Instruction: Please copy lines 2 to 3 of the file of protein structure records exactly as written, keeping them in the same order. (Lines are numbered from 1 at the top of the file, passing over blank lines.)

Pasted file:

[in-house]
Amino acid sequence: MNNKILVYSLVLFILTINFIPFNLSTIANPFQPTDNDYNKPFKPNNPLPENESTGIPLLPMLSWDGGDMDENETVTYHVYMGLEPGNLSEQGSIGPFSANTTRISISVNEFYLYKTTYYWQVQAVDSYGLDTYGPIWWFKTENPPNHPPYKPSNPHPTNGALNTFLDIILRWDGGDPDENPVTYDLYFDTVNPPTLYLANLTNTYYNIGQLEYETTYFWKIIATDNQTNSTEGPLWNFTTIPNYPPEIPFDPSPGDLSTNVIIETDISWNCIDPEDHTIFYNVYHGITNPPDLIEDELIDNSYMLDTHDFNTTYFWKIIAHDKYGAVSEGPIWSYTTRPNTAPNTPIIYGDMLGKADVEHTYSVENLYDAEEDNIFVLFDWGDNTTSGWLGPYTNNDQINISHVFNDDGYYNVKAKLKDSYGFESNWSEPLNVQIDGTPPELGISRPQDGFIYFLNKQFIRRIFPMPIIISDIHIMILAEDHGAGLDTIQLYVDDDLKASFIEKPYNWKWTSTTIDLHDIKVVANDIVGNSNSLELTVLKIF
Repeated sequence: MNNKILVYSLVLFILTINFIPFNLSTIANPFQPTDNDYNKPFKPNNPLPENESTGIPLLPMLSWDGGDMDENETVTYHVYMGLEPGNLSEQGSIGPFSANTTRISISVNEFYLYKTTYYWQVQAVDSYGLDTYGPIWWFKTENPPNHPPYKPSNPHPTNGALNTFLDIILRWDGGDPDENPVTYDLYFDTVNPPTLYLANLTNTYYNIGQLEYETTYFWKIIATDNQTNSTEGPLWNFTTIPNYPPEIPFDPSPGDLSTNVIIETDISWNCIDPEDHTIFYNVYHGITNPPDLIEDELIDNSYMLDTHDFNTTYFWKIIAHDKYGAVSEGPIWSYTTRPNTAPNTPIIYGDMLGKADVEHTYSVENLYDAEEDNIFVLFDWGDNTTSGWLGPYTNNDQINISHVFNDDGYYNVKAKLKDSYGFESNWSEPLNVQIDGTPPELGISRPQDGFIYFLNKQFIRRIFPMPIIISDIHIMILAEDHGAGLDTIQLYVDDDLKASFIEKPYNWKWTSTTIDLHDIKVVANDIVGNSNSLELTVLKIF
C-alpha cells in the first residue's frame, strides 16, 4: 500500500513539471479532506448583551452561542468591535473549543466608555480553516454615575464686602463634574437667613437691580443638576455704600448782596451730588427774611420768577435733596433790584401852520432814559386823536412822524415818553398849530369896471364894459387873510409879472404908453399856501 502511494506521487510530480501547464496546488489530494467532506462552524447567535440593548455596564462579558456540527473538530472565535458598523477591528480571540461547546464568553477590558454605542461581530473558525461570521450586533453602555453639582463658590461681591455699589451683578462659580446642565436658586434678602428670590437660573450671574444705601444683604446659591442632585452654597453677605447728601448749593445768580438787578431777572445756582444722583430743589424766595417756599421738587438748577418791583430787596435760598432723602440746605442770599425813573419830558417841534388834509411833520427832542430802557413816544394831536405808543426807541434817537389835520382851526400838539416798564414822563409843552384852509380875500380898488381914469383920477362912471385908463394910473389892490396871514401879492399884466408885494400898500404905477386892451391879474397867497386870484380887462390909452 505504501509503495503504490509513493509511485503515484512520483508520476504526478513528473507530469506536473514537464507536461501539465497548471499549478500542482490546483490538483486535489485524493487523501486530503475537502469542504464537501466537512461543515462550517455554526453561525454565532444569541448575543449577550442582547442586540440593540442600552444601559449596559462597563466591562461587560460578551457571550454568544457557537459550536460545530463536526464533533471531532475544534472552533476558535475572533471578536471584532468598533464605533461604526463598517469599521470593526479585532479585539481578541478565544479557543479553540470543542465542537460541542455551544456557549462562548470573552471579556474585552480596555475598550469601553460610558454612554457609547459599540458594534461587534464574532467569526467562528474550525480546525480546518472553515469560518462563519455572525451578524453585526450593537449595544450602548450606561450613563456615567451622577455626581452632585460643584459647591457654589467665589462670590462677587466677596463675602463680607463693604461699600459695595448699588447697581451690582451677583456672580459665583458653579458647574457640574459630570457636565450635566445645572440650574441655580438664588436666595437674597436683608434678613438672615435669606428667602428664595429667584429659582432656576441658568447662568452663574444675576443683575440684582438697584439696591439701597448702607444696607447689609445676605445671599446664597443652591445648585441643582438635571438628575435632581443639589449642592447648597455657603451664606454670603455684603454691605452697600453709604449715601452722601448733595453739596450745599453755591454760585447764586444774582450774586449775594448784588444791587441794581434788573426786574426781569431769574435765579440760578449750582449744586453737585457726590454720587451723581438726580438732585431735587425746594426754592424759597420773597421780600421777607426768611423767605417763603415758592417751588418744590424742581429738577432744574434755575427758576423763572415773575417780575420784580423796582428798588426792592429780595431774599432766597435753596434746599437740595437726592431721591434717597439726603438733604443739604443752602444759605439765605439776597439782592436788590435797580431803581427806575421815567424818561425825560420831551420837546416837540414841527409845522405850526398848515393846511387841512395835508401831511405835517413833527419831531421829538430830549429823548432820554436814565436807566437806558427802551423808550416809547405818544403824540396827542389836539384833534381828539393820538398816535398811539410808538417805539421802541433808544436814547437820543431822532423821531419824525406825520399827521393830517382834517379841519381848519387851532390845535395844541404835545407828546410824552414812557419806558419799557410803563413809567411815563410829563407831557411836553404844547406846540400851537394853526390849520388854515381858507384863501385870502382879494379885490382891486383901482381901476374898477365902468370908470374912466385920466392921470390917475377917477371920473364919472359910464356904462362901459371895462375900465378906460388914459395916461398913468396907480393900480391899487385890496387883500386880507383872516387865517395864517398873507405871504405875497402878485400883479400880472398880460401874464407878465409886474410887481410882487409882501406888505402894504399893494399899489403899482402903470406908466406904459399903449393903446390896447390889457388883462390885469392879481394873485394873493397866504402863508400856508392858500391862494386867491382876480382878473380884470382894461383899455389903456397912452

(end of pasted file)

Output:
Amino acid sequence: MNNKILVYSLVLFILTINFIPFNLSTIANPFQPTDNDYNKPFKPNNPLPENESTGIPLLPMLSWDGGDMDENETVTYHVYMGLEPGNLSEQGSIGPFSANTTRISISVNEFYLYKTTYYWQVQAVDSYGLDTYGPIWWFKTENPPNHPPYKPSNPHPTNGALNTFLDIILRWDGGDPDENPVTYDLYFDTVNPPTLYLANLTNTYYNIGQLEYETTYFWKIIATDNQTNSTEGPLWNFTTIPNYPPEIPFDPSPGDLSTNVIIETDISWNCIDPEDHTIFYNVYHGITNPPDLIEDELIDNSYMLDTHDFNTTYFWKIIAHDKYGAVSEGPIWSYTTRPNTAPNTPIIYGDMLGKADVEHTYSVENLYDAEEDNIFVLFDWGDNTTSGWLGPYTNNDQINISHVFNDDGYYNVKAKLKDSYGFESNWSEPLNVQIDGTPPELGISRPQDGFIYFLNKQFIRRIFPMPIIISDIHIMILAEDHGAGLDTIQLYVDDDLKASFIEKPYNWKWTSTTIDLHDIKVVANDIVGNSNSLELTVLKIF
Repeated sequence: MNNKILVYSLVLFILTINFIPFNLSTIANPFQPTDNDYNKPFKPNNPLPENESTGIPLLPMLSWDGGDMDENETVTYHVYMGLEPGNLSEQGSIGPFSANTTRISISVNEFYLYKTTYYWQVQAVDSYGLDTYGPIWWFKTENPPNHPPYKPSNPHPTNGALNTFLDIILRWDGGDPDENPVTYDLYFDTVNPPTLYLANLTNTYYNIGQLEYETTYFWKIIATDNQTNSTEGPLWNFTTIPNYPPEIPFDPSPGDLSTNVIIETDISWNCIDPEDHTIFYNVYHGITNPPDLIEDELIDNSYMLDTHDFNTTYFWKIIAHDKYGAVSEGPIWSYTTRPNTAPNTPIIYGDMLGKADVEHTYSVENLYDAEEDNIFVLFDWGDNTTSGWLGPYTNNDQINISHVFNDDGYYNVKAKLKDSYGFESNWSEPLNVQIDGTPPELGISRPQDGFIYFLNKQFIRRIFPMPIIISDIHIMILAEDHGAGLDTIQLYVDDDLKASFIEKPYNWKWTSTTIDLHDIKVVANDIVGNSNSLELTVLKIF